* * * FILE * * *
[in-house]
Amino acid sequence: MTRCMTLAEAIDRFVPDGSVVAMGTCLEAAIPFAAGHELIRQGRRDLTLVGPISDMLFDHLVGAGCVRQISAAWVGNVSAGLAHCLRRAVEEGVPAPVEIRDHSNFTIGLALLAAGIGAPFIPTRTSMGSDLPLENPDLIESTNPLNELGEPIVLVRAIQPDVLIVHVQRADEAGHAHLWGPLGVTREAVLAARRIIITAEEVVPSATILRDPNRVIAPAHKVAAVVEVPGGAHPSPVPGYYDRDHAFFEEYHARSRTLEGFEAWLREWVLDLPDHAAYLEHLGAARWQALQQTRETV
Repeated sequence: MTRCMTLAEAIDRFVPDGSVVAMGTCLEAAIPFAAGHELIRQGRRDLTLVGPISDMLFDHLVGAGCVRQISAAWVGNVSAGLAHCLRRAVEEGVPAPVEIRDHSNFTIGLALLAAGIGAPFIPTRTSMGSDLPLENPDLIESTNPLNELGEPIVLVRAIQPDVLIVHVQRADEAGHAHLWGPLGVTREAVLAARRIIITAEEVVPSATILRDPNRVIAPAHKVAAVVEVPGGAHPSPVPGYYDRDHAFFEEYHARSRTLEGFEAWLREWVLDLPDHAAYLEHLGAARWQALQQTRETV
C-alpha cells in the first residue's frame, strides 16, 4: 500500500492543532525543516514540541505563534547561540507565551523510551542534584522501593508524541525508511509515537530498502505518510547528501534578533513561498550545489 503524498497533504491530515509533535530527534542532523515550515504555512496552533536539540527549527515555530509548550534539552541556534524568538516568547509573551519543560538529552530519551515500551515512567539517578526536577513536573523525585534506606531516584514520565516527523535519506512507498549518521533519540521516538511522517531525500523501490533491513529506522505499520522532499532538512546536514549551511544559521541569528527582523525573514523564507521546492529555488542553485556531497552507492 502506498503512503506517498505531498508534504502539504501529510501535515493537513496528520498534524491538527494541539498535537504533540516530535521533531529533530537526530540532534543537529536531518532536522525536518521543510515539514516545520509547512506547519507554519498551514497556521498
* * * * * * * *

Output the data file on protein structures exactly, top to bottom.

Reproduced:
[in-house]
Amino acid sequence: MTRCMTLAEAIDRFVPDGSVVAMGTCLEAAIPFAAGHELIRQGRRDLTLVGPISDMLFDHLVGAGCVRQISAAWVGNVSAGLAHCLRRAVEEGVPAPVEIRDHSNFTIGLALLAAGIGAPFIPTRTSMGSDLPLENPDLIESTNPLNELGEPIVLVRAIQPDVLIVHVQRADEAGHAHLWGPLGVTREAVLAARRIIITAEEVVPSATILRDPNRVIAPAHKVAAVVEVPGGAHPSPVPGYYDRDHAFFEEYHARSRTLEGFEAWLREWVLDLPDHAAYLEHLGAARWQALQQTRETV
Repeated sequence: MTRCMTLAEAIDRFVPDGSVVAMGTCLEAAIPFAAGHELIRQGRRDLTLVGPISDMLFDHLVGAGCVRQISAAWVGNVSAGLAHCLRRAVEEGVPAPVEIRDHSNFTIGLALLAAGIGAPFIPTRTSMGSDLPLENPDLIESTNPLNELGEPIVLVRAIQPDVLIVHVQRADEAGHAHLWGPLGVTREAVLAARRIIITAEEVVPSATILRDPNRVIAPAHKVAAVVEVPGGAHPSPVPGYYDRDHAFFEEYHARSRTLEGFEAWLREWVLDLPDHAAYLEHLGAARWQALQQTRETV
C-alpha cells in the first residue's frame, strides 16, 4: 500500500492543532525543516514540541505563534547561540507565551523510551542534584522501593508524541525508511509515537530498502505518510547528501534578533513561498550545489 503524498497533504491530515509533535530527534542532523515550515504555512496552533536539540527549527515555530509548550534539552541556534524568538516568547509573551519543560538529552530519551515500551515512567539517578526536577513536573523525585534506606531516584514520565516527523535519506512507498549518521533519540521516538511522517531525500523501490533491513529506522505499520522532499532538512546536514549551511544559521541569528527582523525573514523564507521546492529555488542553485556531497552507492 502506498503512503506517498505531498508534504502539504501529510501535515493537513496528520498534524491538527494541539498535537504533540516530535521533531529533530537526530540532534543537529536531518532536522525536518521543510515539514516545520509547512506547519507554519498551514497556521498